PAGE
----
Tuesday, February 07, 2006

Jack Gold: Blackberry Security, Palm Treos and the Future of Smartphone OSes

Jack Gold at J. Gold Associates has published his latest Technology Brief (pdf file) newsletter. In the latest issue of his newsletter, he writes about how the Blackberry now has enough scale to be the target of viruses and malware. He sees this as a warning for enterprises to start addressing their mobile security policies.

Gold also writes about the Palm's move into Windows Mobile land . He thinks "Palm needs to be less concerned about the OS built into its smart phone devices, and more concerned about how it will enhance the end user’s experience," which has been Palm's real strength. Gold predicts that:

Palm to continue to build attractive and user friendly sevices, and to maintain a substantial share of the higher end smart phone market, especially with enterprise and professional/executive users. We further expect it to continue to diversify its line and include devices based on a Linux kernel (which is where PalmOS will ultimately end up) and potentially even Symbian (to be more appealing to the European market) in the next 2-3 years.
Gold closes out the newsletter by writing about the future os smart phone OSes. He expects to see "a dramatic growth in deployments of smart phone devices over the next 3-4 years, despite the fact they will remain relatively expensive ($200-$400 after carrier subsidies). Smart phones will represent 20% of the worldwide mobile phone market by 2010
(approximately 200M units), with fastest adoption in established markets (e.g., Europe, North America, Asia/Pac), followed by a smaller but substantial market in emerging economies (e.g., China, India)."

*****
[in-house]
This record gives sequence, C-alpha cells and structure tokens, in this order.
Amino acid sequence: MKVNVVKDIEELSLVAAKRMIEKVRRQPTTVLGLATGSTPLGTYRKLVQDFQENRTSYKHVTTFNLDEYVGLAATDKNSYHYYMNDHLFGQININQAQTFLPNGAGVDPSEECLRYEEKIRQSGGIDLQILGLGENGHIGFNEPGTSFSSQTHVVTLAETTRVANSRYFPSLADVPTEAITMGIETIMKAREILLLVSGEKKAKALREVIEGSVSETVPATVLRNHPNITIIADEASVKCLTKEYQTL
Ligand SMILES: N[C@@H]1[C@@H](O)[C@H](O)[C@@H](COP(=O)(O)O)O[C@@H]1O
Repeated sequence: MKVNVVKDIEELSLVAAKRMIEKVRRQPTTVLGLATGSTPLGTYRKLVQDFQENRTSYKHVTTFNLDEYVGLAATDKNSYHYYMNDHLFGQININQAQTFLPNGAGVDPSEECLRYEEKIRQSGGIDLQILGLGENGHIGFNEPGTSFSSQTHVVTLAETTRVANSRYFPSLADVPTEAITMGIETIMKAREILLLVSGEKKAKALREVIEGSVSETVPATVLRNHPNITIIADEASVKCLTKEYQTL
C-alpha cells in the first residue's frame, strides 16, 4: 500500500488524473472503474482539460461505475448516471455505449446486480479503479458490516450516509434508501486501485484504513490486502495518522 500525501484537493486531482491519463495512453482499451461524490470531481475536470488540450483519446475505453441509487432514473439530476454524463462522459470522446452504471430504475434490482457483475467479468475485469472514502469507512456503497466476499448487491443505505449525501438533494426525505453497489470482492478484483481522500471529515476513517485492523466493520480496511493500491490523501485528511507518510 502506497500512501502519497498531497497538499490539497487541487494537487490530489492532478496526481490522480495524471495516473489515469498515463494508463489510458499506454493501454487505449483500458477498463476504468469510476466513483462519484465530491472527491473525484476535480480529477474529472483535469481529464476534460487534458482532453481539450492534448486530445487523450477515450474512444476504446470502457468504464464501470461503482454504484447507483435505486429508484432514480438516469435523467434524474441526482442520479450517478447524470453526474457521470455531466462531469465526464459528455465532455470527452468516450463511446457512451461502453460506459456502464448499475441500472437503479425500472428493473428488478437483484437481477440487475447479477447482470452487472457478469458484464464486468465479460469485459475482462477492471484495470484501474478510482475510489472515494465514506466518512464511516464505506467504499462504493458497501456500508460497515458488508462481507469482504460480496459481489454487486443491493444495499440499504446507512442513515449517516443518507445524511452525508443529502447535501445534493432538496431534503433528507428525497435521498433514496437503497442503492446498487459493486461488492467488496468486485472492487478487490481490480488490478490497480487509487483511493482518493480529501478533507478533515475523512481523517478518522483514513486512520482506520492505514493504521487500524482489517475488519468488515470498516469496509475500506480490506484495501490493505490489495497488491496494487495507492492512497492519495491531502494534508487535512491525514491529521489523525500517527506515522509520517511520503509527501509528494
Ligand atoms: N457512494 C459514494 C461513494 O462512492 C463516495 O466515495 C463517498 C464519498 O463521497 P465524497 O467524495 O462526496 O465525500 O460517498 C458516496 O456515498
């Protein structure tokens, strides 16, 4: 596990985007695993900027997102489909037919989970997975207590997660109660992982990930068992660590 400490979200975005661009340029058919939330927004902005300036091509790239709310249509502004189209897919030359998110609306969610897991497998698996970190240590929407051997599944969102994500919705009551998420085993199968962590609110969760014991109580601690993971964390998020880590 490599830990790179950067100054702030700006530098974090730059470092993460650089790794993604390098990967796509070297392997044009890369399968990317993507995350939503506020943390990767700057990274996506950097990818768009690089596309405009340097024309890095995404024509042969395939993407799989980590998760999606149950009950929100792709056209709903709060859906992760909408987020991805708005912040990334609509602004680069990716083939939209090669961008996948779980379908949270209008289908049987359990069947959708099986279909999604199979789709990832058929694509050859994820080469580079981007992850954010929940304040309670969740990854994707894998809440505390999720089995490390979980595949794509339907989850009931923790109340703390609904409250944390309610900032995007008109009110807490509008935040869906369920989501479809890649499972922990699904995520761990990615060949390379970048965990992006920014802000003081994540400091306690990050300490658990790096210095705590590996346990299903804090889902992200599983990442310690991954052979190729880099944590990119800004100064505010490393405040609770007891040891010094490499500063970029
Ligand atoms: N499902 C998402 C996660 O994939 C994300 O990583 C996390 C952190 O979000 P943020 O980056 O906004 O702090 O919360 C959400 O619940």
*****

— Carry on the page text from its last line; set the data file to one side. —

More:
Gold thinks the market for smart phone OSes (2009/2010) will play out as follows:
  • Symbian will maintain its market dominance of the smart phone market, driven primarily by Nokia with its Series 60/80 platforms, but also by players such as Sony/Ericsson. Symbian-based devices will garner 50%-60% of the market.
  • Microsoft Windows Mobile will pick up market share over the next few years as vendors such as Palm, Motorola, HTC, HP etc have more impact on the market, particularly with enterprise users. We expect Windows Mobile powered devices to achieve 15-20% of the market, becoming number two behind Symbian. Device selection will often be driven by compatibility with enterprise systems (e.g., Exchange) and programming architectures (e.g., .Net), making Windows Mobile an attractive choice for many enterprises and giving them a competitive advantage in the selection process.
  • Palm (the OS, not the HW company) will achieve 10%-15% of the smart phone market, as it moves from a pure OS to a user interface built on top of a Linux kernel. This will be accomplished despite a significant portion of Linux based smart phone devices using manufacturers’ proprietary interfaces.
  • Linux will grow from near zero to 10% of the smart phone market, particularly at the low end of the range, and especially in emerging markets (e.g., India, China) where Linux’s near zero cost is a major differentiator/advantage.
  • Blackberry will continue to thrive, despite its relatively low share of 3%-5% of the smart phone market. However many devices powered by other OSes will include Blackberry Connect SW and as such, will expand the BlackBerry market beyond the relatively small installed based of BlackBerry OS devices. The relatively large number of Blackberry Enterprise Servers installed in large organizations will require compatible devices and assure a Blackberry legacy despite a number of competitive threats, though several competitors will thrive as well.
  • Other proprietary implementations based on real time OSes will have a small share of this market overall at less than 5%. The lack of user interfaces and applications will relegate these devices to a specialized corner of the marketplace.